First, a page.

The only difference between the "baby body parts" hysteria and the human-animal hybrid hysteria is that the former bunch of right wing nonsense has been adopted wholesale by the Republican party, whose politicians all cynically pretend to believe that this is a real problem in order to demonize Planned Parenthood.
There's just no real political value to hyping false concerns about human-animal hybrids. But lying about Planned Parenthood does serve a purpose: It creates a cover story for attacks on women's access to contraception and abortion. If pretending they were worried about animal-human hybrids had any political usefulness when it came to undermining women's rights, we're probably be seeing Fox News segments about this mythical threat and we would have heard hand-wringing about the animal-human mutants during the GOP debates this year.
Do right wingers truly believe their own nonsense? It's probably a mixed bag, with some nuts actually believing this stuff and some cynical politicians knowingly lying about this for political gain. But most, I believe, fall into this weird gray area between belief and non-belief, where the desire to believe it is so strong that they can't even be bothered to ask themselves if it is true or not. Questions about empirical reality are, instead, pointedly ignored.
The blogger Fred Clark, who used to be involved in conservative Christianity before leaving to become a progressive Christian, wrote about this non-belief belief phenomenon in 2008. In this post, he recounts how, when he was still in the right wing church, he kept encountering people who claimed to believe that Proctor & Gamble, the soap company, was somehow involved with the Satanic church, a rumor that flourished in the 80s and continues on in various forms to this day.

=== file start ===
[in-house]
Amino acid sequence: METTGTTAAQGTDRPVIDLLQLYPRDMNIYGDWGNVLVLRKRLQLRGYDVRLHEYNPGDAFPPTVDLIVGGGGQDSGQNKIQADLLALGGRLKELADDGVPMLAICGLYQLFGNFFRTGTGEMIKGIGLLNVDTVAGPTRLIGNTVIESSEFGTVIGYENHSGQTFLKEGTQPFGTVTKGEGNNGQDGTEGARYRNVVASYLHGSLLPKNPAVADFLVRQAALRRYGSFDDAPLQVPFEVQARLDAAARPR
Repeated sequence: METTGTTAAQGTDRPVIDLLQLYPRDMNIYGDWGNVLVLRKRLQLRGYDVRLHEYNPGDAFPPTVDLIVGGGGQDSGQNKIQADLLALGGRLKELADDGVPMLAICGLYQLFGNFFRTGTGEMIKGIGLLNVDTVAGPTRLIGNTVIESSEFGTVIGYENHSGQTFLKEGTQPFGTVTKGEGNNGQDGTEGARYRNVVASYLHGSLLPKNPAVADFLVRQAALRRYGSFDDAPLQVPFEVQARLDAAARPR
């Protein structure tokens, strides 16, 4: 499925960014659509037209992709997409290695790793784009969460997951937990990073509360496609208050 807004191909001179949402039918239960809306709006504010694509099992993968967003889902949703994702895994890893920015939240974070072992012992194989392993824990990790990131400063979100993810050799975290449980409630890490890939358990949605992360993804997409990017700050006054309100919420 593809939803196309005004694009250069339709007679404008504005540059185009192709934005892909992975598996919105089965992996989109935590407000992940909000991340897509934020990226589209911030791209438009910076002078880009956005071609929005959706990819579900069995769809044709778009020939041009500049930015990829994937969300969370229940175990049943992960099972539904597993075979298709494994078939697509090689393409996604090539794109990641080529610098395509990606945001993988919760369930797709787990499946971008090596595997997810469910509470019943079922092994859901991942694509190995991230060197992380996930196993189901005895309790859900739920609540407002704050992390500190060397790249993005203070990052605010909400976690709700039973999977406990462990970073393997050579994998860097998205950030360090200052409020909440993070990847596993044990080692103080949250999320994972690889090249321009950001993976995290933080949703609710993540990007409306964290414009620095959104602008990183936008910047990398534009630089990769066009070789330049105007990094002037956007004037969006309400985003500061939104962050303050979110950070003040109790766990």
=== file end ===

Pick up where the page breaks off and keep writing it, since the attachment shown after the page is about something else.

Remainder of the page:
Clark would confront people spreading this story, pointing out both that the facts were against them and that the story was so preposterous it deserved to be dismissed out of hand. What he found, inevitably, was that when he informed people that "the 23rd largest corporation in America was not in league with the Devil", they weren't relieved, as people who were legitimately worried about such a thing would be upon hearing it wasn't true. Instead, they would get "defensive and very, very angry."
He was forced to conclude that the people spreading this story didn't really believe it. They just got a kick out of spreading malicious tales that they knew, on some level, were false. The pleasure came from "contrasting themselves with baby-killing Satan-worshippers". Taking a stand against these imaginary villains helped them feel good and self-righteous, especially in light of nagging doubts that their intolerant political views might suggest they aren't the good people they believe themselves to be.
A similar thing is going on with the brave stand against animal-human hybrids or imaginary black markets in "baby parts". Railing against these imaginary evils makes anti-choicers feel self-righteous and good about themselves, and it's a nice distraction from the ugly reality, which is that they are are the bad guys here, in their roles as the people who work to make it harder for women to get the medical care they need.